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The 5 Best Video Games You Should Be Playing Now

The top thumb-bruisers of the moment.
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The weather's warm, and that can only mean one thing: the season of glorious post-work pubbery is just on the horizon.

Which means less time to play videogames. But until the light nights become too tempting, settle down with these stand-outs gone...

Mario Kart 8 Deluxe

(Nintendo Switch)

Mario Kart 8 on the Wii U was as close to perfection as a multiplayer game could possibly get, and a zenith for a series that has blown away all challengers and copycats since 1992. It just seemed un-improvable, so we were pretty skeptical about Nintendo's ability to deliver on the 'Deluxe' aspect of its Switch re-release.

But they've gone and bloody managed it, haven't they? With a selection of new characters, items, and a brand new multiplayer mode that'll transport you back to the balloon-popping days of N64 yore.

Two tiny qualms: Nintendo have included a 'smart steering' mode to help newcomers to the series, a cowardly option for weak men that we simple can't countenance. There also seems to be an increased frequency of blue shells this time around, which is doing a number on our blood pressure. Apart from that, 10/10 stuff.

Little Nightmares

(PlayStation 4, Xbox One, PC)

Ever played LittleBigPlanet? It's good fun, but a grown man can't leave the cutesy-wootsy experience with any sort of dignity intact.

Luckily, Swedish developers Tarsier Studios have gone much darker with their new puzzle-stealth-platformer, Little Nightmares. You play Six, a raincoated kid trapped in The Maw – a surreal, nightmarish resort from which you must escape by solving loads of brain-scratching obstacles.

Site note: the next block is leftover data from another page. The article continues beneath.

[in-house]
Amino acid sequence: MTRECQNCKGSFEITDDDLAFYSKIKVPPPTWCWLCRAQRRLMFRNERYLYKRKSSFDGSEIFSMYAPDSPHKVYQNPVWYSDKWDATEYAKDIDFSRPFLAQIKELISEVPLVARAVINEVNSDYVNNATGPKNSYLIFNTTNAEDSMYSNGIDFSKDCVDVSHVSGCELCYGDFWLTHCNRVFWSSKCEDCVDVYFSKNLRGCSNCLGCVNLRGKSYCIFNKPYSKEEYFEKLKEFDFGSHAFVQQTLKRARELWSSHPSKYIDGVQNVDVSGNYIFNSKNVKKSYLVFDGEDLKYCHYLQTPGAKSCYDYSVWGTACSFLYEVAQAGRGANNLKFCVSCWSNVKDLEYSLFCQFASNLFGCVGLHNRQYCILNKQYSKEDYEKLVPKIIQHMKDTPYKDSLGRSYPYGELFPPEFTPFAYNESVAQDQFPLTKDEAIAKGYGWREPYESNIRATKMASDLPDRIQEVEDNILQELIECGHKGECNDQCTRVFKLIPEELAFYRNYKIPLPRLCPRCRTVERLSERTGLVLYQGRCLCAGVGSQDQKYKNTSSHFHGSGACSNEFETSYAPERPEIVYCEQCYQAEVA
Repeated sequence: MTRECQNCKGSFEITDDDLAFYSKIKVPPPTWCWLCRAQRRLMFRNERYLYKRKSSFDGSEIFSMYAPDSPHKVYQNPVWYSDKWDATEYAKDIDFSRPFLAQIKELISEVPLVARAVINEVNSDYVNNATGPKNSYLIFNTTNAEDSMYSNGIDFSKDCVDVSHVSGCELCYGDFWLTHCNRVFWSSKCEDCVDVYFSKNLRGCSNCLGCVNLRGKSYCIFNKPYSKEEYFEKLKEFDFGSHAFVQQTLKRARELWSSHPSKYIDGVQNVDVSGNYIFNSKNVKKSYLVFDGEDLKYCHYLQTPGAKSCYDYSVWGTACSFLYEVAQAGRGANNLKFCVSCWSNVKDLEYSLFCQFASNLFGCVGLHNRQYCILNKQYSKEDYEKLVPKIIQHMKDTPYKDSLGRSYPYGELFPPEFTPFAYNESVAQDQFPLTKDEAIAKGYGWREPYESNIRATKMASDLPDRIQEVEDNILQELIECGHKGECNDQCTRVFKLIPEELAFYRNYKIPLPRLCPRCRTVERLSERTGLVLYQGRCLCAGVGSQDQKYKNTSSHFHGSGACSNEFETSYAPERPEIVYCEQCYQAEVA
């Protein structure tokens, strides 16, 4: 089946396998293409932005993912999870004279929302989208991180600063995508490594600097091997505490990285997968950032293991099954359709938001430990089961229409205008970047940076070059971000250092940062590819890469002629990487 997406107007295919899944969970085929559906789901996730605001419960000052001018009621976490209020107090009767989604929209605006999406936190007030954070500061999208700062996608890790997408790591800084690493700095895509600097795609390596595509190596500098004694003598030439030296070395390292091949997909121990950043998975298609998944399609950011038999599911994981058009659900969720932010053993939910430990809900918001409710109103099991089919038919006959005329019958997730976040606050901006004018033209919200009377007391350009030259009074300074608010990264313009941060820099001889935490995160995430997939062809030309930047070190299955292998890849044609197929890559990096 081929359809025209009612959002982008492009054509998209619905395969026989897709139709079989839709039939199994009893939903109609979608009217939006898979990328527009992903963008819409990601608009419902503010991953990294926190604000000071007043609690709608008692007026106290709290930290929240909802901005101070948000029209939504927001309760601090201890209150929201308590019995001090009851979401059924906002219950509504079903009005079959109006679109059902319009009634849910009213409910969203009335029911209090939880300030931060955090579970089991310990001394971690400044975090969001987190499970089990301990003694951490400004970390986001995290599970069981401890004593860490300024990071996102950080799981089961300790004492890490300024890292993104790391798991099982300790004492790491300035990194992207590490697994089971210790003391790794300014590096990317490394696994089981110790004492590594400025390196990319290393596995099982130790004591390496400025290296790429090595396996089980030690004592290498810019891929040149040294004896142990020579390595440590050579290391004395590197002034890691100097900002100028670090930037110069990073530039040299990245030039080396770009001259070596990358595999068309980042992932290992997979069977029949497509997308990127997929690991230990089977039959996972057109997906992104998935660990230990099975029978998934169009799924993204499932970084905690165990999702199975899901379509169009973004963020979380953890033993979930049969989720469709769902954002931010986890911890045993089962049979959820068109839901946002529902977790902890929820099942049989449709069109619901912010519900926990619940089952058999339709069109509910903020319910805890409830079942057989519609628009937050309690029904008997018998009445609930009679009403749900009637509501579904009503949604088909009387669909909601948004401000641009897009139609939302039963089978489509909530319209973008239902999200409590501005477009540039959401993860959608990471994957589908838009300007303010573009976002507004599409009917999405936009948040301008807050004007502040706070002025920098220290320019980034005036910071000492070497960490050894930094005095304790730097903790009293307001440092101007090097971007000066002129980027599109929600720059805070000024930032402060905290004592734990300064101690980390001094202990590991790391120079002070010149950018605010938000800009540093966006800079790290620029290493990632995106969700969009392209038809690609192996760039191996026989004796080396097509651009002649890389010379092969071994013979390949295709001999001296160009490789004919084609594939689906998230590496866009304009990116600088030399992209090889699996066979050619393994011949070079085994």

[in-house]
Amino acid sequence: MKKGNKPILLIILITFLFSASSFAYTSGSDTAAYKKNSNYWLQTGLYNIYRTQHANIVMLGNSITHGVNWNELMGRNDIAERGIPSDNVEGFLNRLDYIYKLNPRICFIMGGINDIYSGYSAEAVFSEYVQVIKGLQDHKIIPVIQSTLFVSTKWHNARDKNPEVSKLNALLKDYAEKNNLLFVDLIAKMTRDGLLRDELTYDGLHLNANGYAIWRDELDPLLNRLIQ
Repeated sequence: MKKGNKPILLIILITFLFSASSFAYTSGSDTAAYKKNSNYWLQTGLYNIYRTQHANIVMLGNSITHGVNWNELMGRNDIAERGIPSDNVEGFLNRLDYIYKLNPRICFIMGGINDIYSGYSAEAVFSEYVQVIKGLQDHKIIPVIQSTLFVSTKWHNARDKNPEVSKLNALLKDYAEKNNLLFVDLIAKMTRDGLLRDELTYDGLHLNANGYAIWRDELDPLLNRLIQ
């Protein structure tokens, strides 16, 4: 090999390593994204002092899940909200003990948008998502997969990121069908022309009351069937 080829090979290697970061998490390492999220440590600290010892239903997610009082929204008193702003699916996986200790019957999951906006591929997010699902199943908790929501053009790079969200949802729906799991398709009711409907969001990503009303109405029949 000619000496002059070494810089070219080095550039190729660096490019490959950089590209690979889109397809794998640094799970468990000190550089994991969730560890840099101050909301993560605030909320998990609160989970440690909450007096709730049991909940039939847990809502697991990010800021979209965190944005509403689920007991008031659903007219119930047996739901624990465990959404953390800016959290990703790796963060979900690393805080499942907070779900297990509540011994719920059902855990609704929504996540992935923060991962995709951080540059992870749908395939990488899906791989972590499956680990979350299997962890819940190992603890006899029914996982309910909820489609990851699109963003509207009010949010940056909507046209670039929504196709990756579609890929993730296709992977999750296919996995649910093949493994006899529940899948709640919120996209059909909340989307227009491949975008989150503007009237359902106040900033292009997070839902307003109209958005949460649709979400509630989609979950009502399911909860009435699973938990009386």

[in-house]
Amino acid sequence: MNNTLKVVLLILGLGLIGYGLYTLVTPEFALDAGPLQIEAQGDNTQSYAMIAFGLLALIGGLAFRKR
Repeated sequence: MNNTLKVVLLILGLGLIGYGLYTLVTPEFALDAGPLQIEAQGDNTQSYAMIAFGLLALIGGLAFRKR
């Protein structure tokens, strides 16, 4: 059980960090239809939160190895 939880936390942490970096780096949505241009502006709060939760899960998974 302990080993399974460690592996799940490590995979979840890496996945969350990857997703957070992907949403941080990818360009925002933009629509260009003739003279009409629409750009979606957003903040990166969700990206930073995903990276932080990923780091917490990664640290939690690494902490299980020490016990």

As you've probably noticed, it's aesthetically and thematically similar to the groundbreaking Limbo, but it features richer level design and a stronger emphasis on story. Creepy music, too.

Starblood Arena

(PlayStation VR)

EVE: Valkyrie was the stand-out game from PlayStation's VR launch catalogue — but considering the space shooter was available on the Oculus Rift and HTC Vive too, it didn't provide Sony with the exclusive they needed to set their hardware apart.

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So when Starblood Arena was announced, it was easy to spot the glaring similarities between the titles. But while EVE provided a relatively calm and dazzling fight'n'flight experience, Starblood ramps up the action and shrinks the maps to provide a very different game.

Sat in zipping space-ships, Starblood engages you in high-octane, gravity-defying grudge matches. It's not a game of great depth, but it doesn't need to be – in terms of pure fun, it's up there with Rocket League.

Yooka-Laylee

(Wii U, PlayStation 4, Xbox One)

Scottish developers Rare produced a number of era-defining titles for the N64 back in the nineties – including GoldenEye, Perfect Dark and Conker's Bad Fur Day – before being brought out by Microsoft in 2002.

What followed was a sharp decline in quality, and several key members of the team left Rare to form their own companies—one of which being Polytonic Games, who released their first title, Yooka-Laylee, earlier this month thanks to a crowd funding campaign.

Seen as the spiritual successor to Rare's Banjo-Kazooie series, you play a ukulele-strumming chameleon named Yooka and a female bat named Laylee as they get up to the kind of stupid nonsense you'd expect of zany anthropomorphic musicians. Jumping. Collecting. A puzzle here and there. All that good shit.

Yooka-Laylee stands as a simple, nostalgia-tinged tribute to platformers past – and that includes the dodgy camera work.

Outlast 2

(PlayStation 4, Xbox One)

You play Blake Langermann, an investigative journalist searching for his wife after a crash-landing in the Supai region of North Arizona.

As you explore your surroundings, you come to find that—uh-oh, classic you—you're knee deep in death cult county, with no way out and a target on your head. You can't swing a cat for ritual sacrifices in this joint. It's really, really not very nice.

What follows is an ever-moving, panic-stricken search for safety as all manner of evildoers set their terrifying sights on you. One of the scariest horror games you'll ever play - and a big improvement on the original.

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This story originally appeared on Esquire.co.uk.

* Minor edits have been made by the Esquiremag.ph editors.

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